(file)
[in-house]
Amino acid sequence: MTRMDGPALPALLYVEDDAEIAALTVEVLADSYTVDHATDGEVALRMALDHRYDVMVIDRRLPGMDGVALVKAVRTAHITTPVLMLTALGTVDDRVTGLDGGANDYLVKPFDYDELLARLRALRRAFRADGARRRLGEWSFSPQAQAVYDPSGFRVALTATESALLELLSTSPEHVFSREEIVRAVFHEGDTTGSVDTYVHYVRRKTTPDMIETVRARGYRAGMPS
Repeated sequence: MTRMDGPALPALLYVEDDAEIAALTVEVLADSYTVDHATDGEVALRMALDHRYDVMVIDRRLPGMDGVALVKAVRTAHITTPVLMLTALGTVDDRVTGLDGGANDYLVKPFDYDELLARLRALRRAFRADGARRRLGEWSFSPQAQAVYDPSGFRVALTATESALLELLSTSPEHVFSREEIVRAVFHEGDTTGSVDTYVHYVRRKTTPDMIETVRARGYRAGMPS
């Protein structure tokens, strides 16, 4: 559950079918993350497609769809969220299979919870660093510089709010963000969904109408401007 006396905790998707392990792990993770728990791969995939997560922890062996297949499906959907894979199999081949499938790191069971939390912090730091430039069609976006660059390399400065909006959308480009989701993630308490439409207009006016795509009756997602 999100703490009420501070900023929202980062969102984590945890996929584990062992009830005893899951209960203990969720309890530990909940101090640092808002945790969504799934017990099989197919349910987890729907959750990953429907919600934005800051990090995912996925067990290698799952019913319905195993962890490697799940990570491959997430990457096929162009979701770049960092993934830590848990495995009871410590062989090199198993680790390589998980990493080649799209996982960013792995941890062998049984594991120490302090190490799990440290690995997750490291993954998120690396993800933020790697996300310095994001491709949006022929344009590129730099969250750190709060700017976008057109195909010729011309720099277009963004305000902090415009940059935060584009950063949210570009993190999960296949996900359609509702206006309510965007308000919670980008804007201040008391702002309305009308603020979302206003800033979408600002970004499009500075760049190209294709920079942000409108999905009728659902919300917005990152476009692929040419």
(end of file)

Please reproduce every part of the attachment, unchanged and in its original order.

[in-house]
Amino acid sequence: MTRMDGPALPALLYVEDDAEIAALTVEVLADSYTVDHATDGEVALRMALDHRYDVMVIDRRLPGMDGVALVKAVRTAHITTPVLMLTALGTVDDRVTGLDGGANDYLVKPFDYDELLARLRALRRAFRADGARRRLGEWSFSPQAQAVYDPSGFRVALTATESALLELLSTSPEHVFSREEIVRAVFHEGDTTGSVDTYVHYVRRKTTPDMIETVRARGYRAGMPS
Repeated sequence: MTRMDGPALPALLYVEDDAEIAALTVEVLADSYTVDHATDGEVALRMALDHRYDVMVIDRRLPGMDGVALVKAVRTAHITTPVLMLTALGTVDDRVTGLDGGANDYLVKPFDYDELLARLRALRRAFRADGARRRLGEWSFSPQAQAVYDPSGFRVALTATESALLELLSTSPEHVFSREEIVRAVFHEGDTTGSVDTYVHYVRRKTTPDMIETVRARGYRAGMPS
């Protein structure tokens, strides 16, 4: 559950079918993350497609769809969220299979919870660093510089709010963000969904109408401007 006396905790998707392990792990993770728990791969995939997560922890062996297949499906959907894979199999081949499938790191069971939390912090730091430039069609976006660059390399400065909006959308480009989701993630308490439409207009006016795509009756997602 999100703490009420501070900023929202980062969102984590945890996929584990062992009830005893899951209960203990969720309890530990909940101090640092808002945790969504799934017990099989197919349910987890729907959750990953429907919600934005800051990090995912996925067990290698799952019913319905195993962890490697799940990570491959997430990457096929162009979701770049960092993934830590848990495995009871410590062989090199198993680790390589998980990493080649799209996982960013792995941890062998049984594991120490302090190490799990440290690995997750490291993954998120690396993800933020790697996300310095994001491709949006022929344009590129730099969250750190709060700017976008057109195909010729011309720099277009963004305000902090415009940059935060584009950063949210570009993190999960296949996900359609509702206006309510965007308000919670980008804007201040008391702002309305009308603020979302206003800033979408600002970004499009500075760049190209294709920079942000409108999905009728659902919300917005990152476009692929040419």